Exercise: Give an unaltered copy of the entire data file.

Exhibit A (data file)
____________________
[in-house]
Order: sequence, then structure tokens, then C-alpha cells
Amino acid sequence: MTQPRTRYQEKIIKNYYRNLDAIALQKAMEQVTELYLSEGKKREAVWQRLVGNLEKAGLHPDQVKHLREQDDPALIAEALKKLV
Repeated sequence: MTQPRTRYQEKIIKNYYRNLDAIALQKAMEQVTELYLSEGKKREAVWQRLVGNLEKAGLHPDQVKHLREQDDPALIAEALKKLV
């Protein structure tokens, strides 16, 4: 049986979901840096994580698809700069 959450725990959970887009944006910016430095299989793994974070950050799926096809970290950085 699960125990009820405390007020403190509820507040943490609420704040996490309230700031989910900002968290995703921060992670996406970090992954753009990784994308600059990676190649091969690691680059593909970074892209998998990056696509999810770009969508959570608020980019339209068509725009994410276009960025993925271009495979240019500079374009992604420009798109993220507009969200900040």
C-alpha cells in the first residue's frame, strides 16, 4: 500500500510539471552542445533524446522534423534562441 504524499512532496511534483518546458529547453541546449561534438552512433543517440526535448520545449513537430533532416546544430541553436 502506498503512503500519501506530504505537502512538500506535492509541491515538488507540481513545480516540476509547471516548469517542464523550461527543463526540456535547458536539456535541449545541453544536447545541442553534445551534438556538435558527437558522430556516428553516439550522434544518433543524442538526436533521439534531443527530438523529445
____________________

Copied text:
[in-house]
Order: sequence, then structure tokens, then C-alpha cells
Amino acid sequence: MTQPRTRYQEKIIKNYYRNLDAIALQKAMEQVTELYLSEGKKREAVWQRLVGNLEKAGLHPDQVKHLREQDDPALIAEALKKLV
Repeated sequence: MTQPRTRYQEKIIKNYYRNLDAIALQKAMEQVTELYLSEGKKREAVWQRLVGNLEKAGLHPDQVKHLREQDDPALIAEALKKLV
């Protein structure tokens, strides 16, 4: 049986979901840096994580698809700069 959450725990959970887009944006910016430095299989793994974070950050799926096809970290950085 699960125990009820405390007020403190509820507040943490609420704040996490309230700031989910900002968290995703921060992670996406970090992954753009990784994308600059990676190649091969690691680059593909970074892209998998990056696509999810770009969508959570608020980019339209068509725009994410276009960025993925271009495979240019500079374009992604420009798109993220507009969200900040």
C-alpha cells in the first residue's frame, strides 16, 4: 500500500510539471552542445533524446522534423534562441 504524499512532496511534483518546458529547453541546449561534438552512433543517440526535448520545449513537430533532416546544430541553436 502506498503512503500519501506530504505537502512538500506535492509541491515538488507540481513545480516540476509547471516548469517542464523550461527543463526540456535547458536539456535541449545541453544536447545541442553534445551534438556538435558527437558522430556516428553516439550522434544518433543524442538526436533521439534531443527530438523529445